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Sioux Falls, minority newcomers, keeping South Dakota growing

June 19, 2018

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Sioux Falls, minority newcomers, keeping South Dakota growing

When it comes to population growth, not all states are created equal. Generally speaking, population growth has been slower among most Midwest or Great Plains states than the national average because many southern and coastal states have seen higher foreign and domestic migration.

But that’s not the case with South Dakota (nor North Dakota, in fact, due to the Bakken oil boom). South Dakota’s growth can be largely attributed to an extended growth spurt in Sioux Falls. Since 2000, the metro has grown by 43 percent, well above the national average (see Chart 1). Over that time, two-thirds of the state’s population growth has landed in its biggest city.

Much of the growth in Sioux Falls is coming from minority newcomers, whether foreign or domestic. Since 2000, the percentage of the city’s foreign-born population has grown more than 50 percent, and the nonwhite share of population has roughly doubled (see Chart 2).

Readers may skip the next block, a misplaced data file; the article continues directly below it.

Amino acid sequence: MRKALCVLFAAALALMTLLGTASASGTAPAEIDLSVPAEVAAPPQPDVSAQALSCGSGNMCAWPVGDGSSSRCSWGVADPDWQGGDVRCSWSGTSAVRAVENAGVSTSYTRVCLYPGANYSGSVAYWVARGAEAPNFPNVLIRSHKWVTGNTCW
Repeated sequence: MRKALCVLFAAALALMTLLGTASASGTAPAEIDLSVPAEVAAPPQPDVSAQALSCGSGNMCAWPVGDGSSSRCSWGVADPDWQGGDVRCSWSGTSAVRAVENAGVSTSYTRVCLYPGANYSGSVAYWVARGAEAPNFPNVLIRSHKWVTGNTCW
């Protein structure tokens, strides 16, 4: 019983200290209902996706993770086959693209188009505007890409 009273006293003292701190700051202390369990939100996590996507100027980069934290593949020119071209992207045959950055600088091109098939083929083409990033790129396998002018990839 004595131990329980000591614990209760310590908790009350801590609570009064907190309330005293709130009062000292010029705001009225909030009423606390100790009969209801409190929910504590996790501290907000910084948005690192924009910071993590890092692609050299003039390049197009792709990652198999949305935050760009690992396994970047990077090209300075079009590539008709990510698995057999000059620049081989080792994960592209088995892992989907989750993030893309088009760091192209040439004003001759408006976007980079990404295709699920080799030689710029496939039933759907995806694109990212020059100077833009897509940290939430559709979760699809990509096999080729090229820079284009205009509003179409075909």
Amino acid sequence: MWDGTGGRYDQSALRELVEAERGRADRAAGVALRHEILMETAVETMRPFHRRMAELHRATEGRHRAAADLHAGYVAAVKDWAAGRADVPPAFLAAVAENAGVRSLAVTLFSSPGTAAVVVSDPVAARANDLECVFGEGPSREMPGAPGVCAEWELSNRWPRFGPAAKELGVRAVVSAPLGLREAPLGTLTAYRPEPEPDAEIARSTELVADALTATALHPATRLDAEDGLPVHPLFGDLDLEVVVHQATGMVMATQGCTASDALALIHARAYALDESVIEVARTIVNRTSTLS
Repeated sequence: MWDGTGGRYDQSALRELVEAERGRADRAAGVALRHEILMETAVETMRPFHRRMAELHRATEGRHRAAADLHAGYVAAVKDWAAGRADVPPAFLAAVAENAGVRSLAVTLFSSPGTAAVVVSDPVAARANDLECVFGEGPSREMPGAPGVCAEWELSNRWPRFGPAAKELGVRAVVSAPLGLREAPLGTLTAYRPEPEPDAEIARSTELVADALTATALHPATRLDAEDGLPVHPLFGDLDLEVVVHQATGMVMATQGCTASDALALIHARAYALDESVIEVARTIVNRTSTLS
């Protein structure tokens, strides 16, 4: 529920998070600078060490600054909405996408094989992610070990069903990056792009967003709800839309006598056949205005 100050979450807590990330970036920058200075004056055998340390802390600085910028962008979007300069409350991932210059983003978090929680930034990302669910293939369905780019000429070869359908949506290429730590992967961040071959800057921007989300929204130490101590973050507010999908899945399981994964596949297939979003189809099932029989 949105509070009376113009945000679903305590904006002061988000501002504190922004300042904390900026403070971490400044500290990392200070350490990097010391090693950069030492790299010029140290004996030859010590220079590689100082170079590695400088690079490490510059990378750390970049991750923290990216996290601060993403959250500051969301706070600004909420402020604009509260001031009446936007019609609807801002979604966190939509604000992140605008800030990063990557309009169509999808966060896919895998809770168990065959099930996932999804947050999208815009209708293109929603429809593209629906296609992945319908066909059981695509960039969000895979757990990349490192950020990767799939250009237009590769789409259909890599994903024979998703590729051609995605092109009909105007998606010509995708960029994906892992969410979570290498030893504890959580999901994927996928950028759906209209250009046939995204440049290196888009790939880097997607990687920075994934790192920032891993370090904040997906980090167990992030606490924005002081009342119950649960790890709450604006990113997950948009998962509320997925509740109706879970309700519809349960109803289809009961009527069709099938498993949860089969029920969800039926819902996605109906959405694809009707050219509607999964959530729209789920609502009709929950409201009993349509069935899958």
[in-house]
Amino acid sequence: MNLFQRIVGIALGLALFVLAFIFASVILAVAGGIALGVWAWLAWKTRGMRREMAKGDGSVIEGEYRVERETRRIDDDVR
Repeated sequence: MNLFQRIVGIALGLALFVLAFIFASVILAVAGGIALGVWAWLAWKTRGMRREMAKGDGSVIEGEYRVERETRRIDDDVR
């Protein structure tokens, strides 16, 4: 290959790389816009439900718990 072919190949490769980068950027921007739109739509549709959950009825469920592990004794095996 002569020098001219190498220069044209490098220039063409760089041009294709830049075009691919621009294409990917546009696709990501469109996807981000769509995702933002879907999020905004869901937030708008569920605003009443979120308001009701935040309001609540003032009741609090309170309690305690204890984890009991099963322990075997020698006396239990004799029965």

The Sioux Falls School District has also seen steady increases in enrollment—again driven by minority students. From (fiscal year) 2011-12 to 2017-18, total enrollment grew by about 2,000 students (about 9 percent). But minority students alone grew by 2,500, increasing their share of the student body over this period from 28 percent to 36 percent.

Sioux Falls  minority population charts

photo of Ronald A. Wirtz
Ronald A. Wirtz
Director, Regional Outreach

Ron Wirtz is a regional outreach director at the Federal Reserve Bank of Minneapolis. Ron’s primary responsibilities involve tracking current business conditions, with a focus on employment and wages, along with sector-tracking in construction, real estate, consumer spending and tourism. In this role, Ron networks with local businesses in a six-state region, both in person and via various communication channels, and gathers other traditional and nontraditional sources of information to assess current business activity. Ron also gives customized speeches on regional economic activity, and handles advance planning for regular outreach trips to Ninth District communities by Bank President Neel Kashkari. Prior to this role, Ron was the long-time editor of the fedgazette, the Bank’s regional business and economics publication, where he conducted research on such topics as employment trends, health care pricing and consolidation, housing, entrepreneurship, public pensions, income mobility, the Bakken oil boom and other topics.